Five years ago, Lissa and I stopped to talk to a ranger on the Petroglyph Point Trail at Mesa Verde. We’d been admiring the turkey vultures soaring above the canyon, and the ranger clued us in. If you like turkey vultures, she told us, go to the Spruce Tree House overlook at dusk tonight and you’ll see a whole bunch of ‘em coming in to roost.
We did, and Oh My. That year, I think it was in July, we counted more than a hundred at one time. They soared in a few at a time – one, two, three, four – over a period of hours. They’d sit on the cliff opposite, warming their wings in the setting sun, before settling in for the night, one at at time, in the trees in the canyon below Spruce Tree House. It was a life experience. That summer, we detoured on our return from vacation to see it again.
So this year, on vacation in the same territory earlier this month, we went back. After a dinner of Navajo tacos at the cafeteria, we perched on the porch on the back of the ranger station, overlooking Spruce Tree House, and waited.
Turkey vultures or not, it’s a lovely spot. We brought all the glass we had at our disposal – two cameras, two pair of binoculars. And snacks and drinks.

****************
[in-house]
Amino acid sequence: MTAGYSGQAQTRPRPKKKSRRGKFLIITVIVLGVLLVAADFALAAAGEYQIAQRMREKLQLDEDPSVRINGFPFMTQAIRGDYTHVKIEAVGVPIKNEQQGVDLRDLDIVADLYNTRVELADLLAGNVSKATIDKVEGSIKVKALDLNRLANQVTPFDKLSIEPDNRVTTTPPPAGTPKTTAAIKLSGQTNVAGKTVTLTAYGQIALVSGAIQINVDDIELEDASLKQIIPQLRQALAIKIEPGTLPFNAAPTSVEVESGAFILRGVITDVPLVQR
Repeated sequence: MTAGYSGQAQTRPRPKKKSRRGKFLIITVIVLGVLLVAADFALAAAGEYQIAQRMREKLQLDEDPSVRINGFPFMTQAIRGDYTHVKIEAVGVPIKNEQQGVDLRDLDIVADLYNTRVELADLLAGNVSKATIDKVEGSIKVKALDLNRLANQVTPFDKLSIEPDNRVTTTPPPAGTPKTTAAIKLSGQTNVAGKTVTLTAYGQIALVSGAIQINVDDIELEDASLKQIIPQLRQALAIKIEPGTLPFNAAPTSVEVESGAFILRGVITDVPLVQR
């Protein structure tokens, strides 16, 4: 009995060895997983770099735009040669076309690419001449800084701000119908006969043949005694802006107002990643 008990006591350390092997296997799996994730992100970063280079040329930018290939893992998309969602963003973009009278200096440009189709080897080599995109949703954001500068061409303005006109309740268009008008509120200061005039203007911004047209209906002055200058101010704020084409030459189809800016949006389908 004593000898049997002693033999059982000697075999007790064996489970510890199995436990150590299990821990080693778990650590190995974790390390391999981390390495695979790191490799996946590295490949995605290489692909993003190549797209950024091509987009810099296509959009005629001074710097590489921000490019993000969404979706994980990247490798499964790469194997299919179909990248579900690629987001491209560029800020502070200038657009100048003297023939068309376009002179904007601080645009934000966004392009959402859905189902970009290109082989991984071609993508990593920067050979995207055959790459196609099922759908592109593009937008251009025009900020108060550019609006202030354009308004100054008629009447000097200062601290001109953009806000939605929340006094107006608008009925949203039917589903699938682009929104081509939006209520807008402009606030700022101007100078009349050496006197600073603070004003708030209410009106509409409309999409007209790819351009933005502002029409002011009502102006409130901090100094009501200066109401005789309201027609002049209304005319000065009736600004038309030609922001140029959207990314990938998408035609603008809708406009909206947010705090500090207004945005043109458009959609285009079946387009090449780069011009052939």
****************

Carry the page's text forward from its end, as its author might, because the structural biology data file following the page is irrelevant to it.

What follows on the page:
This year, the rangers had a second clue for us. While it was still early in the season (only a few dozen turkey vultures had arrived, they said), the Mesa Verde birds had added a routine to their show. At dusk, the rangers explained, turkeys who lived in the woods atop the cliff would walk out, one at a time, perch on the cliff, and then fly clumsily in a downward path (these are turkeys, remember) toward the trees the vultures had staked out for them.
We had at least two hours of vultures coming and going in small numbers, with a few roosting in the trees, before the first turkey showed. It was hilarious. It walked out of the woods opposite along the hiking rail, where the humans go. It wandered off to the north, then a second showed, and eventually one of the turkeys walked out to the edge of the cliff.
Turkeys are not known for the ability to fly, and it showed. It was more a leap, a clumsy flapping, and then a no-turning-back landing. If there was already a vulture on the chosen tree branch, tough shit. The vultures were hip to this routine, and seemed to understand that the turkeys didn’t have a lot of maneuverability. The vultures moved.
It was dusk, and neither of us had the lenses to really capture the comically remarkable turkey vulture flight in the low light, but it was a treat. Eventually, six turkeys had joined the vultures in the trees by the time it got too dark to see any more. This one will have to do, and you’ll just have to take my word for the fact that this is a turkey, flying downhill from the top of a cliff toward a tree, and that watching them pull off this stunt added, if that is possible, to the life experience of vultures at Spruce Tree House: